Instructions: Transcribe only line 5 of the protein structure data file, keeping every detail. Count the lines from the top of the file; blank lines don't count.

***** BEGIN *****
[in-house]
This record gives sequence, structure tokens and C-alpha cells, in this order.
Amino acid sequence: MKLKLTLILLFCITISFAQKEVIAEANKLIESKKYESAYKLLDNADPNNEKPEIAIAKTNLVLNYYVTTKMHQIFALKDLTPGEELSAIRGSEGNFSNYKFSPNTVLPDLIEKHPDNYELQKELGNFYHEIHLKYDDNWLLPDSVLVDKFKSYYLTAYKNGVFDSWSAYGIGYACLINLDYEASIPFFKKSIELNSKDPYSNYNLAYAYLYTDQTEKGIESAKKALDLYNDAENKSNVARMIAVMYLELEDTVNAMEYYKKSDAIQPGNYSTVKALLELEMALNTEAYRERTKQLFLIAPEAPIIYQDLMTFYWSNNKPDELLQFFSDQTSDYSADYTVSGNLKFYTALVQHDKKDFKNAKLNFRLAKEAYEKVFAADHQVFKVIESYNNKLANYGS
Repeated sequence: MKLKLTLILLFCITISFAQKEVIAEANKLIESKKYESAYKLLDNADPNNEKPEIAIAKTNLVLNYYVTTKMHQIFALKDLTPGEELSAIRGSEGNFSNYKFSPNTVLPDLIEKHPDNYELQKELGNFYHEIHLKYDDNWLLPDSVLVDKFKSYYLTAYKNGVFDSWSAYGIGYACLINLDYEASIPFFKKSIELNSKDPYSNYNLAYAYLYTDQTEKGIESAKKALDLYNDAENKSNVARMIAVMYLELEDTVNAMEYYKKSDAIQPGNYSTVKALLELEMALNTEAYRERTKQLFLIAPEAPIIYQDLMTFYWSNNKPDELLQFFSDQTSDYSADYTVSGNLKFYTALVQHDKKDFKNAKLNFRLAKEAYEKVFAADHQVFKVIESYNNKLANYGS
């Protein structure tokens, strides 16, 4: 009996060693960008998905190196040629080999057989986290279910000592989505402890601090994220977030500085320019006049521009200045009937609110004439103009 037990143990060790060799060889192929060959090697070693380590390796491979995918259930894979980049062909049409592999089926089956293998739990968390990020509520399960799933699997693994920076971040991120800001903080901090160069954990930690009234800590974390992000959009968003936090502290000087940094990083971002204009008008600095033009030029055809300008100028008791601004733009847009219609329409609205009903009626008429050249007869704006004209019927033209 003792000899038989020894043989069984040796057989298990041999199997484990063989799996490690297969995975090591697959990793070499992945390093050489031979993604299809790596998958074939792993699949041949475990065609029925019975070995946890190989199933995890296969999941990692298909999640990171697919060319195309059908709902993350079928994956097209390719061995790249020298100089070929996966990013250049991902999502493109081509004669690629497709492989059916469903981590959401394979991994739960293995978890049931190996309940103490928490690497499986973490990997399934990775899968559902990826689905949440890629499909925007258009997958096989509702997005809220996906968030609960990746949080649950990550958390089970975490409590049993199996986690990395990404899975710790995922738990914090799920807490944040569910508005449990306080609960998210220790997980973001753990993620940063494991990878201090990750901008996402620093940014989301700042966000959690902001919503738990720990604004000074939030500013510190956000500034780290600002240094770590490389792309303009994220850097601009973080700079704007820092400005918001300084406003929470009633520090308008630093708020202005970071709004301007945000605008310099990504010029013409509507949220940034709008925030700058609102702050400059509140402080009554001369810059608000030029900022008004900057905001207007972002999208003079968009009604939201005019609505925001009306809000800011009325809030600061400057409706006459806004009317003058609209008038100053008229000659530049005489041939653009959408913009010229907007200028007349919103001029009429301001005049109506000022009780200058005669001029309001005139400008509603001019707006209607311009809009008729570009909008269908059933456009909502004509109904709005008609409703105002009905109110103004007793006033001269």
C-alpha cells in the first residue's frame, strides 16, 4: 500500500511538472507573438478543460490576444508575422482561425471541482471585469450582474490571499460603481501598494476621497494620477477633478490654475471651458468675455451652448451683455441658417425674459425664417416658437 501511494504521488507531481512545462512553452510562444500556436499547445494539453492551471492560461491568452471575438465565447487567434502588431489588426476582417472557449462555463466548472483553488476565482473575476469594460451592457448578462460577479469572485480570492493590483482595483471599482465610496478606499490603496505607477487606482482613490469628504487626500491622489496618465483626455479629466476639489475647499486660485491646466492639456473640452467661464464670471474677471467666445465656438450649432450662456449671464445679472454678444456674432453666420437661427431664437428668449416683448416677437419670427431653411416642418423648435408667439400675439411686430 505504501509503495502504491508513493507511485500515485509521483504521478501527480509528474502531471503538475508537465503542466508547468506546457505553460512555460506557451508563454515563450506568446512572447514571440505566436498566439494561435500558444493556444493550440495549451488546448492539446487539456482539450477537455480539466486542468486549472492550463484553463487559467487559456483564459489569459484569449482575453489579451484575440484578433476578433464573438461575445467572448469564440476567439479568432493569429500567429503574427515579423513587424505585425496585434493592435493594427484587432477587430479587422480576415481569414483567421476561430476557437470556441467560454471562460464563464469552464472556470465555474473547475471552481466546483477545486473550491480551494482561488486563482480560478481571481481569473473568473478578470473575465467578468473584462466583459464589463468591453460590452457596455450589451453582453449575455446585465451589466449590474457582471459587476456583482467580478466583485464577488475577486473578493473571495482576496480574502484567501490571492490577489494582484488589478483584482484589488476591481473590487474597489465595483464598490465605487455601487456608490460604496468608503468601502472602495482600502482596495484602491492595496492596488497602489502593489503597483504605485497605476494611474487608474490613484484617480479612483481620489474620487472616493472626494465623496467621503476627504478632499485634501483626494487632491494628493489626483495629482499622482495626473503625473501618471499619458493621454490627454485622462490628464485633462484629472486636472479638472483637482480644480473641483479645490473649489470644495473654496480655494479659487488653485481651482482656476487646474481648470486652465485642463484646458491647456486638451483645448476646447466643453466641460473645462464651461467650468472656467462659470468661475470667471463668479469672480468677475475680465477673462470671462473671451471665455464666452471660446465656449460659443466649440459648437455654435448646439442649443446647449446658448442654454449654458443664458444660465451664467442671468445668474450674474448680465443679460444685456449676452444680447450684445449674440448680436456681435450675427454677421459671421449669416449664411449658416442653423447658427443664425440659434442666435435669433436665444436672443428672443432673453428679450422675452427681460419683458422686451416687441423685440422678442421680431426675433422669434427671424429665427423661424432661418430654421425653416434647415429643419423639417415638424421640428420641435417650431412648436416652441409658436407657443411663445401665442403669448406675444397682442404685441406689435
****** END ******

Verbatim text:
């Protein structure tokens, strides 16, 4: 009996060693960008998905190196040629080999057989986290279910000592989505402890601090994220977030500085320019006049521009200045009937609110004439103009 037990143990060790060799060889192929060959090697070693380590390796491979995918259930894979980049062909049409592999089926089956293998739990968390990020509520399960799933699997693994920076971040991120800001903080901090160069954990930690009234800590974390992000959009968003936090502290000087940094990083971002204009008008600095033009030029055809300008100028008791601004733009847009219609329409609205009903009626008429050249007869704006004209019927033209 003792000899038989020894043989069984040796057989298990041999199997484990063989799996490690297969995975090591697959990793070499992945390093050489031979993604299809790596998958074939792993699949041949475990065609029925019975070995946890190989199933995890296969999941990692298909999640990171697919060319195309059908709902993350079928994956097209390719061995790249020298100089070929996966990013250049991902999502493109081509004669690629497709492989059916469903981590959401394979991994739960293995978890049931190996309940103490928490690497499986973490990997399934990775899968559902990826689905949440890629499909925007258009997958096989509702997005809220996906968030609960990746949080649950990550958390089970975490409590049993199996986690990395990404899975710790995922738990914090799920807490944040569910508005449990306080609960998210220790997980973001753990993620940063494991990878201090990750901008996402620093940014989301700042966000959690902001919503738990720990604004000074939030500013510190956000500034780290600002240094770590490389792309303009994220850097601009973080700079704007820092400005918001300084406003929470009633520090308008630093708020202005970071709004301007945000605008310099990504010029013409509507949220940034709008925030700058609102702050400059509140402080009554001369810059608000030029900022008004900057905001207007972002999208003079968009009604939201005019609505925001009306809000800011009325809030600061400057409706006459806004009317003058609209008038100053008229000659530049005489041939653009959408913009010229907007200028007349919103001029009429301001005049109506000022009780200058005669001029309001005139400008509603001019707006209607311009809009008729570009909008269908059933456009909502004509109904709005008609409703105002009905109110103004007793006033001269």